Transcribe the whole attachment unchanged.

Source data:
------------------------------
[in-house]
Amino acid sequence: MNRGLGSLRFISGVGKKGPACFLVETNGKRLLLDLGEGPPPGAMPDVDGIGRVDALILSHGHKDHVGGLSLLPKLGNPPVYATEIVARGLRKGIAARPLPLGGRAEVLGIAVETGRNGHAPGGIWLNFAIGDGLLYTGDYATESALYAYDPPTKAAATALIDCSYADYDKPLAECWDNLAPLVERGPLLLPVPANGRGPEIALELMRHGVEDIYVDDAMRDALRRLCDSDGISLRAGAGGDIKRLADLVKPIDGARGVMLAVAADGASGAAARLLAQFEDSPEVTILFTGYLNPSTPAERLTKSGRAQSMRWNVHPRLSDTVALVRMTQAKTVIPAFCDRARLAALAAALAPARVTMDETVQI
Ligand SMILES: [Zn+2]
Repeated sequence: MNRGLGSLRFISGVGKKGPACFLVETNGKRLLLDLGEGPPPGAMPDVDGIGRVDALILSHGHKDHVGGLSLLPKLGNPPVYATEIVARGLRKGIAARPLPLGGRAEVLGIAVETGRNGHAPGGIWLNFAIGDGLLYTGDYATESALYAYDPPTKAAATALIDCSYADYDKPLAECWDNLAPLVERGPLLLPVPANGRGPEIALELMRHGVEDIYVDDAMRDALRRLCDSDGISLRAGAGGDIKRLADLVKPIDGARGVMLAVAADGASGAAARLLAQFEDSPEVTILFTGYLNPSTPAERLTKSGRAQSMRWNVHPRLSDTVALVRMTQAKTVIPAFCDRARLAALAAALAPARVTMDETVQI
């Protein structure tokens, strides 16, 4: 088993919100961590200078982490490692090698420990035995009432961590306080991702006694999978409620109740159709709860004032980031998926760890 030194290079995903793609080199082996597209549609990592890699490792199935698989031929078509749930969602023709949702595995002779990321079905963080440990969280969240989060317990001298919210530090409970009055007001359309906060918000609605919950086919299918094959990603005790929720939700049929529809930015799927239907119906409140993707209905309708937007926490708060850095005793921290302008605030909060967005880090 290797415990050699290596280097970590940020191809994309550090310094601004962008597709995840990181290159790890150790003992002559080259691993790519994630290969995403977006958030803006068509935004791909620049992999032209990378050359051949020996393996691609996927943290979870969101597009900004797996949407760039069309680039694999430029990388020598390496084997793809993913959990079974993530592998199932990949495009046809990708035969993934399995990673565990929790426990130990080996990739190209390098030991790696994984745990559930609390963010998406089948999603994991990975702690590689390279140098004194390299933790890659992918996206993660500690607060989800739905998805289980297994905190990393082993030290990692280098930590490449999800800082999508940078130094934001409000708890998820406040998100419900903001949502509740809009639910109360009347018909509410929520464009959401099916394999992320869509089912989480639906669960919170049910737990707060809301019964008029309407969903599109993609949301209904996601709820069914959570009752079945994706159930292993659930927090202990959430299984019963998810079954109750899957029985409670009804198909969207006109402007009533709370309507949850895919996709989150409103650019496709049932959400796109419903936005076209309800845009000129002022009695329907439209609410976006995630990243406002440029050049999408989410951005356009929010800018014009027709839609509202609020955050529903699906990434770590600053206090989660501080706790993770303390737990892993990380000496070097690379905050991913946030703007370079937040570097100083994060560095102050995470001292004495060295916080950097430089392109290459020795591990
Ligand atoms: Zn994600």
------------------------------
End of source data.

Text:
[in-house]
Amino acid sequence: MNRGLGSLRFISGVGKKGPACFLVETNGKRLLLDLGEGPPPGAMPDVDGIGRVDALILSHGHKDHVGGLSLLPKLGNPPVYATEIVARGLRKGIAARPLPLGGRAEVLGIAVETGRNGHAPGGIWLNFAIGDGLLYTGDYATESALYAYDPPTKAAATALIDCSYADYDKPLAECWDNLAPLVERGPLLLPVPANGRGPEIALELMRHGVEDIYVDDAMRDALRRLCDSDGISLRAGAGGDIKRLADLVKPIDGARGVMLAVAADGASGAAARLLAQFEDSPEVTILFTGYLNPSTPAERLTKSGRAQSMRWNVHPRLSDTVALVRMTQAKTVIPAFCDRARLAALAAALAPARVTMDETVQI
Ligand SMILES: [Zn+2]
Repeated sequence: MNRGLGSLRFISGVGKKGPACFLVETNGKRLLLDLGEGPPPGAMPDVDGIGRVDALILSHGHKDHVGGLSLLPKLGNPPVYATEIVARGLRKGIAARPLPLGGRAEVLGIAVETGRNGHAPGGIWLNFAIGDGLLYTGDYATESALYAYDPPTKAAATALIDCSYADYDKPLAECWDNLAPLVERGPLLLPVPANGRGPEIALELMRHGVEDIYVDDAMRDALRRLCDSDGISLRAGAGGDIKRLADLVKPIDGARGVMLAVAADGASGAAARLLAQFEDSPEVTILFTGYLNPSTPAERLTKSGRAQSMRWNVHPRLSDTVALVRMTQAKTVIPAFCDRARLAALAAALAPARVTMDETVQI
């Protein structure tokens, strides 16, 4: 088993919100961590200078982490490692090698420990035995009432961590306080991702006694999978409620109740159709709860004032980031998926760890 030194290079995903793609080199082996597209549609990592890699490792199935698989031929078509749930969602023709949702595995002779990321079905963080440990969280969240989060317990001298919210530090409970009055007001359309906060918000609605919950086919299918094959990603005790929720939700049929529809930015799927239907119906409140993707209905309708937007926490708060850095005793921290302008605030909060967005880090 290797415990050699290596280097970590940020191809994309550090310094601004962008597709995840990181290159790890150790003992002559080259691993790519994630290969995403977006958030803006068509935004791909620049992999032209990378050359051949020996393996691609996927943290979870969101597009900004797996949407760039069309680039694999430029990388020598390496084997793809993913959990079974993530592998199932990949495009046809990708035969993934399995990673565990929790426990130990080996990739190209390098030991790696994984745990559930609390963010998406089948999603994991990975702690590689390279140098004194390299933790890659992918996206993660500690607060989800739905998805289980297994905190990393082993030290990692280098930590490449999800800082999508940078130094934001409000708890998820406040998100419900903001949502509740809009639910109360009347018909509410929520464009959401099916394999992320869509089912989480639906669960919170049910737990707060809301019964008029309407969903599109993609949301209904996601709820069914959570009752079945994706159930292993659930927090202990959430299984019963998810079954109750899957029985409670009804198909969207006109402007009533709370309507949850895919996709989150409103650019496709049932959400796109419903936005076209309800845009000129002022009695329907439209609410976006995630990243406002440029050049999408989410951005356009929010800018014009027709839609509202609020955050529903699906990434770590600053206090989660501080706790993770303390737990892993990380000496070097690379905050991913946030703007370079937040570097100083994060560095102050995470001292004495060295916080950097430089392109290459020795591990
Ligand atoms: Zn994600």